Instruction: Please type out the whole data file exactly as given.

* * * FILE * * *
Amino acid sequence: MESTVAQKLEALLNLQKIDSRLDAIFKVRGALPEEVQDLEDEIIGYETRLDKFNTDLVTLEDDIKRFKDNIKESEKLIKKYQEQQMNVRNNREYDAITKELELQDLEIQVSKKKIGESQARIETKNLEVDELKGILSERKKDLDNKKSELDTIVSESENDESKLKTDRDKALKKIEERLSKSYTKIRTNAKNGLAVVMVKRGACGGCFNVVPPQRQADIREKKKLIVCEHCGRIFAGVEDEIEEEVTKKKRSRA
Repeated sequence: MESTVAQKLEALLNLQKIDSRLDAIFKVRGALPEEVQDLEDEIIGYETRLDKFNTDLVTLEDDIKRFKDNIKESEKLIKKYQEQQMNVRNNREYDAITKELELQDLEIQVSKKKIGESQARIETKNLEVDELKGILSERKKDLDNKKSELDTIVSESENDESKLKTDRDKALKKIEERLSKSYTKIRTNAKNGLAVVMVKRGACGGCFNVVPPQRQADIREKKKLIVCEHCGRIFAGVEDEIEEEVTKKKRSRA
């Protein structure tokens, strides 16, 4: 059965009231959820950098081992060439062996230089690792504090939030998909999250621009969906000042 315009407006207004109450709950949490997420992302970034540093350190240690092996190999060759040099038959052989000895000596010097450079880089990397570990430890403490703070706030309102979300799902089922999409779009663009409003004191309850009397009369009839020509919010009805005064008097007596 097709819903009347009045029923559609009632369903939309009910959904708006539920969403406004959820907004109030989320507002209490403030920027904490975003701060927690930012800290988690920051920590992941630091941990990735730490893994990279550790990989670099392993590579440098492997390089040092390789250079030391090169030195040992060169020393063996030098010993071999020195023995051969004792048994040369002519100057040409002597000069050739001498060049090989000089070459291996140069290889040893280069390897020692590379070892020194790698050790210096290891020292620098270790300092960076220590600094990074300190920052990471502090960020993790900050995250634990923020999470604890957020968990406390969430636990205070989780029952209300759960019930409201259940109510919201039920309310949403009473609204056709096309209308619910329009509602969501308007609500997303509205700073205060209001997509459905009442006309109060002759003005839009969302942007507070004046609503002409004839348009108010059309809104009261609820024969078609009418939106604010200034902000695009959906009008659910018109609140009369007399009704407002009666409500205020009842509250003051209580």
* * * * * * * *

Amino acid sequence: MESTVAQKLEALLNLQKIDSRLDAIFKVRGALPEEVQDLEDEIIGYETRLDKFNTDLVTLEDDIKRFKDNIKESEKLIKKYQEQQMNVRNNREYDAITKELELQDLEIQVSKKKIGESQARIETKNLEVDELKGILSERKKDLDNKKSELDTIVSESENDESKLKTDRDKALKKIEERLSKSYTKIRTNAKNGLAVVMVKRGACGGCFNVVPPQRQADIREKKKLIVCEHCGRIFAGVEDEIEEEVTKKKRSRA
Repeated sequence: MESTVAQKLEALLNLQKIDSRLDAIFKVRGALPEEVQDLEDEIIGYETRLDKFNTDLVTLEDDIKRFKDNIKESEKLIKKYQEQQMNVRNNREYDAITKELELQDLEIQVSKKKIGESQARIETKNLEVDELKGILSERKKDLDNKKSELDTIVSESENDESKLKTDRDKALKKIEERLSKSYTKIRTNAKNGLAVVMVKRGACGGCFNVVPPQRQADIREKKKLIVCEHCGRIFAGVEDEIEEEVTKKKRSRA
């Protein structure tokens, strides 16, 4: 059965009231959820950098081992060439062996230089690792504090939030998909999250621009969906000042 315009407006207004109450709950949490997420992302970034540093350190240690092996190999060759040099038959052989000895000596010097450079880089990397570990430890403490703070706030309102979300799902089922999409779009663009409003004191309850009397009369009839020509919010009805005064008097007596 097709819903009347009045029923559609009632369903939309009910959904708006539920969403406004959820907004109030989320507002209490403030920027904490975003701060927690930012800290988690920051920590992941630091941990990735730490893994990279550790990989670099392993590579440098492997390089040092390789250079030391090169030195040992060169020393063996030098010993071999020195023995051969004792048994040369002519100057040409002597000069050739001498060049090989000089070459291996140069290889040893280069390897020692590379070892020194790698050790210096290891020292620098270790300092960076220590600094990074300190920052990471502090960020993790900050995250634990923020999470604890957020968990406390969430636990205070989780029952209300759960019930409201259940109510919201039920309310949403009473609204056709096309209308619910329009509602969501308007609500997303509205700073205060209001997509459905009442006309109060002759003005839009969302942007507070004046609503002409004839348009108010059309809104009261609820024969078609009418939106604010200034902000695009959906009008659910018109609140009369007399009704407002009666409500205020009842509250003051209580």